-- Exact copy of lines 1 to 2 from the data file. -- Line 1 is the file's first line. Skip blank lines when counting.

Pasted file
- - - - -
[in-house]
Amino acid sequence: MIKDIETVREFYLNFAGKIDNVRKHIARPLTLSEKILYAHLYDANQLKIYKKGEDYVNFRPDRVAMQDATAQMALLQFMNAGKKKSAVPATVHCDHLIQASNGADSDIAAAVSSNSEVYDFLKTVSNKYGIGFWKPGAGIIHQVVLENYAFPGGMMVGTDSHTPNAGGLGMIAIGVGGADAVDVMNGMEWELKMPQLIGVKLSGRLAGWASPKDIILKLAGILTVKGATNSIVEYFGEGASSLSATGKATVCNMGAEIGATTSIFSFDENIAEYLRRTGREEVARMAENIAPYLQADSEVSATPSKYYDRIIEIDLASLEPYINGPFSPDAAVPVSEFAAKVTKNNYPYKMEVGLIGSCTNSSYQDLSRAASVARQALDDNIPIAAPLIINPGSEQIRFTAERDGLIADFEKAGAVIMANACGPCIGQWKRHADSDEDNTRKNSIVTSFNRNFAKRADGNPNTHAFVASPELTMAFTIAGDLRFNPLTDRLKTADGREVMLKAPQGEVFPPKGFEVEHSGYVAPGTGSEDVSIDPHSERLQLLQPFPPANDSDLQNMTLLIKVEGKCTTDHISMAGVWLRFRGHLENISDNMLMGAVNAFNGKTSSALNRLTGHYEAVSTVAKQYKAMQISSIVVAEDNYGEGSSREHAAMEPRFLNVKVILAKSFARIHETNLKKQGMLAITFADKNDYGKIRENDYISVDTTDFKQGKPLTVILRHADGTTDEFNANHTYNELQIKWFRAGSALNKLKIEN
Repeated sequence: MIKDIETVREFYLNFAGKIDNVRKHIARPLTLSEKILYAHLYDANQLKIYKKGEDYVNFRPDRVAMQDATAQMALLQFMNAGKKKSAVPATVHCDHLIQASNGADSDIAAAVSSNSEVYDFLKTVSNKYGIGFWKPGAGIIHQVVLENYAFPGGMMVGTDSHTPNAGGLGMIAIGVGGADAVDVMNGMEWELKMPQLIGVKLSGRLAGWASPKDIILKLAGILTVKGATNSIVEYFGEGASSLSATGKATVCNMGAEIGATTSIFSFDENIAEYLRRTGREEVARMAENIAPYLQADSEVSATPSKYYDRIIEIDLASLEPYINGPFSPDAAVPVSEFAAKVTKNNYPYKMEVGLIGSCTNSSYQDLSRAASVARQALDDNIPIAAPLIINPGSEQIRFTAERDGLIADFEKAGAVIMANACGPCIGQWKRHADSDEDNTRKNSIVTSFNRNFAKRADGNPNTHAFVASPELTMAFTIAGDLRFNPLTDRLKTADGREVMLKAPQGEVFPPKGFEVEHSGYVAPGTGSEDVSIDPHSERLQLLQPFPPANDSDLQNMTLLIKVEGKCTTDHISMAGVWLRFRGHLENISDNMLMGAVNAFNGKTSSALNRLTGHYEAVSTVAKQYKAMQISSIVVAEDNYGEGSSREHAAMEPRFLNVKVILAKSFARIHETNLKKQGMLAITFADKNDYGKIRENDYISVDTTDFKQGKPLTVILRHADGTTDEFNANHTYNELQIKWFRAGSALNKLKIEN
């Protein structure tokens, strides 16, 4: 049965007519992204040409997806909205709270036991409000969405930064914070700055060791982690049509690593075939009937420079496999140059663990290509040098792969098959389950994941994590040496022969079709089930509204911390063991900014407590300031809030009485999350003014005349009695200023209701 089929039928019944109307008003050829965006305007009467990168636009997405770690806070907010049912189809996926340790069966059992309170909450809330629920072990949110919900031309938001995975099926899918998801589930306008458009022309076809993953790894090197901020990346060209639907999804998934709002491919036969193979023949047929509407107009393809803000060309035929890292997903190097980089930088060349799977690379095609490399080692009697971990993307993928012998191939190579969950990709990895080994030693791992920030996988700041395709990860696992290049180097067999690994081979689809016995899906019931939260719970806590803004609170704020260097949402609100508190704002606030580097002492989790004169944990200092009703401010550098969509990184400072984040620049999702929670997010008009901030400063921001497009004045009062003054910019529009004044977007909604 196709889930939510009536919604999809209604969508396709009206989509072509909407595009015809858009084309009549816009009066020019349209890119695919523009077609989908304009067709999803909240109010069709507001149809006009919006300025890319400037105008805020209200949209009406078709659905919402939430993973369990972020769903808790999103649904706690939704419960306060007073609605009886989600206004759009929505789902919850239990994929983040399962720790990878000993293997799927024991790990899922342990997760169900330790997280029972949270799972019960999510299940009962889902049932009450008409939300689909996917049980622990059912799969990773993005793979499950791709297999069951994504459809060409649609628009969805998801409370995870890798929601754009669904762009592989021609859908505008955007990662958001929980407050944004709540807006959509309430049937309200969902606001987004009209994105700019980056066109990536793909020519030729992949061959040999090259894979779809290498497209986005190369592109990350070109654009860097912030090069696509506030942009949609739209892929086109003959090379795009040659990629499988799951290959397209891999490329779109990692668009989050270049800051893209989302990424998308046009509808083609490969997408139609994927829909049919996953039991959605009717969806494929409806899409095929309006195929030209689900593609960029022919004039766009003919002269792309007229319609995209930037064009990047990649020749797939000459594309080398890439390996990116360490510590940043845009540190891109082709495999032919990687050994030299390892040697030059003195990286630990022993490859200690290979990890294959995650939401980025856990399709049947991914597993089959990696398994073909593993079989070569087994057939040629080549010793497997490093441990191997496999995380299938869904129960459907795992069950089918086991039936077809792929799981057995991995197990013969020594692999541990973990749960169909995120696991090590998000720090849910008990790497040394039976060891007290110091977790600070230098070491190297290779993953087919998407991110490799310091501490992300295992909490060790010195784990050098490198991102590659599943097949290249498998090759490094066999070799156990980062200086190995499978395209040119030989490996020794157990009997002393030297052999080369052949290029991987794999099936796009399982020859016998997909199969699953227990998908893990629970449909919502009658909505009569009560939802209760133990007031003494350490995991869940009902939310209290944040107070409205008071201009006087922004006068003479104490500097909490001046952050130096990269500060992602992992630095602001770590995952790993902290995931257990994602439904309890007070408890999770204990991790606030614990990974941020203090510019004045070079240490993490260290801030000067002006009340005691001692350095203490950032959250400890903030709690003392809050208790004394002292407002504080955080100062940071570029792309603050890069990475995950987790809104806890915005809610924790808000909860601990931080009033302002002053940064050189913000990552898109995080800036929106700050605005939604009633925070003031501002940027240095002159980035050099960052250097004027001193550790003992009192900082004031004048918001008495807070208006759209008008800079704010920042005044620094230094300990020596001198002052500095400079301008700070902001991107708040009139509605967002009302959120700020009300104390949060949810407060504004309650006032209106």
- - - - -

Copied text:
[in-house]
Amino acid sequence: MIKDIETVREFYLNFAGKIDNVRKHIARPLTLSEKILYAHLYDANQLKIYKKGEDYVNFRPDRVAMQDATAQMALLQFMNAGKKKSAVPATVHCDHLIQASNGADSDIAAAVSSNSEVYDFLKTVSNKYGIGFWKPGAGIIHQVVLENYAFPGGMMVGTDSHTPNAGGLGMIAIGVGGADAVDVMNGMEWELKMPQLIGVKLSGRLAGWASPKDIILKLAGILTVKGATNSIVEYFGEGASSLSATGKATVCNMGAEIGATTSIFSFDENIAEYLRRTGREEVARMAENIAPYLQADSEVSATPSKYYDRIIEIDLASLEPYINGPFSPDAAVPVSEFAAKVTKNNYPYKMEVGLIGSCTNSSYQDLSRAASVARQALDDNIPIAAPLIINPGSEQIRFTAERDGLIADFEKAGAVIMANACGPCIGQWKRHADSDEDNTRKNSIVTSFNRNFAKRADGNPNTHAFVASPELTMAFTIAGDLRFNPLTDRLKTADGREVMLKAPQGEVFPPKGFEVEHSGYVAPGTGSEDVSIDPHSERLQLLQPFPPANDSDLQNMTLLIKVEGKCTTDHISMAGVWLRFRGHLENISDNMLMGAVNAFNGKTSSALNRLTGHYEAVSTVAKQYKAMQISSIVVAEDNYGEGSSREHAAMEPRFLNVKVILAKSFARIHETNLKKQGMLAITFADKNDYGKIRENDYISVDTTDFKQGKPLTVILRHADGTTDEFNANHTYNELQIKWFRAGSALNKLKIEN